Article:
In other words, if you are searching for some ultimate, philosophical Truth, call a priest. If you are searching for a falsifiable model of an objective phenomenon, call a scientist. If you have been accused of, for example, "Reckless Endangerment," and you want somebody who will zealously argue that your particular behavior was not "reckless" according to the statutory definition, hire a lawyer.

Comment Re:Money (Score 2) 276

Agreed. There's a sort of prisoner's dilemma with sports doping. Since you can safely assume that everybody else is doping, you have to dope to just compete on the same level. But since everybody's doping, the advantages of doping are somewhat canceled out. I don't know if Armstrong's victories were bestowed on his next-closest competitors, but if they were, then they probably went from a guy who doped and got caught to a guy who doped and didn't get caught.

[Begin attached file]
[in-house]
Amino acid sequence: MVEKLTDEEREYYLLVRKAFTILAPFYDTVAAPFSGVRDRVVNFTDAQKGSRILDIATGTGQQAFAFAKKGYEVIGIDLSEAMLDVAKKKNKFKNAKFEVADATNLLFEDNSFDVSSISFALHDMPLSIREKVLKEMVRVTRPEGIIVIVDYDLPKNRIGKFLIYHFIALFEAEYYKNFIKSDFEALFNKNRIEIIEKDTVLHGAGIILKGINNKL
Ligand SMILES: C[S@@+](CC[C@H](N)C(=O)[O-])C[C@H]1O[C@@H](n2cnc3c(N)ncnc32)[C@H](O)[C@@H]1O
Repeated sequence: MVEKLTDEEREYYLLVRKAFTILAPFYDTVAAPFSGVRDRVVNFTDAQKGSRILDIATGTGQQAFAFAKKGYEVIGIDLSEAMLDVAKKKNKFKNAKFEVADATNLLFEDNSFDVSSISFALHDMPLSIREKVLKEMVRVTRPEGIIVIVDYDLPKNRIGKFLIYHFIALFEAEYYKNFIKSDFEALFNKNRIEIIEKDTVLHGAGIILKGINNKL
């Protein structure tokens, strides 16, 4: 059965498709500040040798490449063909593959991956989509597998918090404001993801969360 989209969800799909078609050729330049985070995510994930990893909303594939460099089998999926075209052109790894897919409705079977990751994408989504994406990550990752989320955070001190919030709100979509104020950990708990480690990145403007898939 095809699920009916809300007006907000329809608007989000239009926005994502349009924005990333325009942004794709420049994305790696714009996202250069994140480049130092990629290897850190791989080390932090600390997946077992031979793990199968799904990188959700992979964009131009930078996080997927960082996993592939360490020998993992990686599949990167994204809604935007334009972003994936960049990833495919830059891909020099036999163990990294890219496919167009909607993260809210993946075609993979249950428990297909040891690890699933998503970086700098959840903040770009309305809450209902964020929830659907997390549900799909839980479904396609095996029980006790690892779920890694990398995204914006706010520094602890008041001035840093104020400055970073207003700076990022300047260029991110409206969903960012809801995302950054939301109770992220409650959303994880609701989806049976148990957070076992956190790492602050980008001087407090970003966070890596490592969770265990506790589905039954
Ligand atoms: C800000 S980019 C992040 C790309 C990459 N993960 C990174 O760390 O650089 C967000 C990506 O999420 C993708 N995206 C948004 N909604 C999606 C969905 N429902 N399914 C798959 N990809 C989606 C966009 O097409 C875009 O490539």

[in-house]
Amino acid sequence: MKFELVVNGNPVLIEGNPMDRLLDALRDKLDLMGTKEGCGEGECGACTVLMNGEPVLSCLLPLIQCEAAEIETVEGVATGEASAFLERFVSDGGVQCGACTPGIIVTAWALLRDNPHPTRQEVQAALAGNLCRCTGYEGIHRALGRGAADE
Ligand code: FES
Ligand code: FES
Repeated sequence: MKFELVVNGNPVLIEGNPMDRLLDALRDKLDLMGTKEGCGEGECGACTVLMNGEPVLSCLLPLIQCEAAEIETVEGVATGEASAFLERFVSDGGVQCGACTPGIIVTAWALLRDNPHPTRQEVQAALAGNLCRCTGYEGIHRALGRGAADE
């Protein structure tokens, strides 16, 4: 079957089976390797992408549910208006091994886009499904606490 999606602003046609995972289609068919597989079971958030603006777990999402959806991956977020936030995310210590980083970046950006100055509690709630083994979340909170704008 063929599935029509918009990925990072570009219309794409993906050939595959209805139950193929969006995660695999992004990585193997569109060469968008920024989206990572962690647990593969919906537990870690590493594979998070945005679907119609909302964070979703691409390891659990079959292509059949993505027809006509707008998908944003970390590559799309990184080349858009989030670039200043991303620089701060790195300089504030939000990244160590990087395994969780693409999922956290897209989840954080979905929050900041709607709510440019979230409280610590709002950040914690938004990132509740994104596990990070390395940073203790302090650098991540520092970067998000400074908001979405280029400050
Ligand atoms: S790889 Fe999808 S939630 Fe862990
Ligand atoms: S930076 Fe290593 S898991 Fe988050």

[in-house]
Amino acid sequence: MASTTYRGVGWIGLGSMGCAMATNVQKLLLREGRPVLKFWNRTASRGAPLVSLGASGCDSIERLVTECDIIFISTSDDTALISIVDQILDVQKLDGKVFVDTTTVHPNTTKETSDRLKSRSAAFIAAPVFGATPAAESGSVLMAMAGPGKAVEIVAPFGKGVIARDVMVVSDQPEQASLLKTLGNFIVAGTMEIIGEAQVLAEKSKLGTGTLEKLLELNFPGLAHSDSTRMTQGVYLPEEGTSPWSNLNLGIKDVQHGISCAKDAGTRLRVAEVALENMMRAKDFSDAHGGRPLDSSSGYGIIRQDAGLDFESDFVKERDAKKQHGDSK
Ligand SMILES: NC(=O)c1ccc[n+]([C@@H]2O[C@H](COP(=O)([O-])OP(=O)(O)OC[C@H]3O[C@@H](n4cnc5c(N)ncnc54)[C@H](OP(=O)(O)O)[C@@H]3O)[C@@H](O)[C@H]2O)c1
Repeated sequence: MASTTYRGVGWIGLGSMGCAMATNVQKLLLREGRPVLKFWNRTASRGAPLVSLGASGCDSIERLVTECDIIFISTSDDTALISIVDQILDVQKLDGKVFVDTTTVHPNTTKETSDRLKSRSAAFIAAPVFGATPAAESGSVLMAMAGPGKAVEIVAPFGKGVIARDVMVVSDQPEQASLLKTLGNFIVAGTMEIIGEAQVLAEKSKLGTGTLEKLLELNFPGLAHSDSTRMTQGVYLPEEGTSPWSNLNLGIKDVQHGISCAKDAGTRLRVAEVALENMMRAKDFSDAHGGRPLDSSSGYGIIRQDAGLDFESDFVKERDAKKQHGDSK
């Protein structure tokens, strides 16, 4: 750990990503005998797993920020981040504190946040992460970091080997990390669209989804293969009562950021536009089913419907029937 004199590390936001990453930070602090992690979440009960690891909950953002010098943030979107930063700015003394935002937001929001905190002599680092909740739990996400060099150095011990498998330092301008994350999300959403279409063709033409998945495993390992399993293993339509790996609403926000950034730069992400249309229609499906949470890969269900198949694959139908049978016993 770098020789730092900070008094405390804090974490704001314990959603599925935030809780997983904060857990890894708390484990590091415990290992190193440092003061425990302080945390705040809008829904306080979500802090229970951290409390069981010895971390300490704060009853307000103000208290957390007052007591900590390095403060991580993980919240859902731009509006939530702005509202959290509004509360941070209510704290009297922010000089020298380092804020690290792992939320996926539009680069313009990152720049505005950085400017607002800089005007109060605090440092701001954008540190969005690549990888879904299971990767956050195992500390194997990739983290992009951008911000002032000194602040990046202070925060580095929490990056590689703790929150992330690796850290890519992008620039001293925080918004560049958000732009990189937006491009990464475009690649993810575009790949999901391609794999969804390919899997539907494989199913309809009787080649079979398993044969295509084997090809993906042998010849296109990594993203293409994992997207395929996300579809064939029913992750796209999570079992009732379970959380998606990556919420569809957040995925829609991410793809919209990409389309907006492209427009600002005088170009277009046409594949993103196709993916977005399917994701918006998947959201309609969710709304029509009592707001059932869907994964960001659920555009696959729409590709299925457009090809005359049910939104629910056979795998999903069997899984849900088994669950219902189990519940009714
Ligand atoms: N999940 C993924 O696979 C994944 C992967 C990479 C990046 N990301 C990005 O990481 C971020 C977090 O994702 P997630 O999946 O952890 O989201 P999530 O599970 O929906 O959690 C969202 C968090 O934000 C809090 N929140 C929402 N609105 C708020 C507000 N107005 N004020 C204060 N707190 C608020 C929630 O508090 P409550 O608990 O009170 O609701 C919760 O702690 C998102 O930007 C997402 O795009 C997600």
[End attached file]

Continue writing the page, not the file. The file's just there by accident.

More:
Comment Re:Money (Score 1) 276

The problem is that you will have several highly-talented people competing for the top spots. Lance Armstrong is a perfect example. The problem is not that he was lacking in talent. Even with performance-enhancing drugs, Joe Average will never be as fast on a bicycle as Lance is without performance-enhancing drugs. The problem is that there were other people who were also extremely talented, and he wanted to be faster than those guys. The "right" way is to work harder, train longer, push yourself further. But sometimes, even that won't be enough. So Lance gave himself a guaranteed edge.

Comment Re:Exports? (Score 5, Insightful) 443

I like how you toss out a token reference to Democratic corruption, and then happily regurgitate, verbatim, the Democrats' talking point that "Republicans are the Party of No." It must be nice to live in a world where there is a political party that you trust to do all your thinking for you. Some of us don't have that luxury.

By the way, to bring this back on point, let's not forget that the DNC is practically a wholly-owned subsidiary of Big Media. Or that Chris Dodd is now chairman of the MPAA. When a Democrat inevitably introduces this legislation, I will be perfectly content to let Republicans play the "No" card.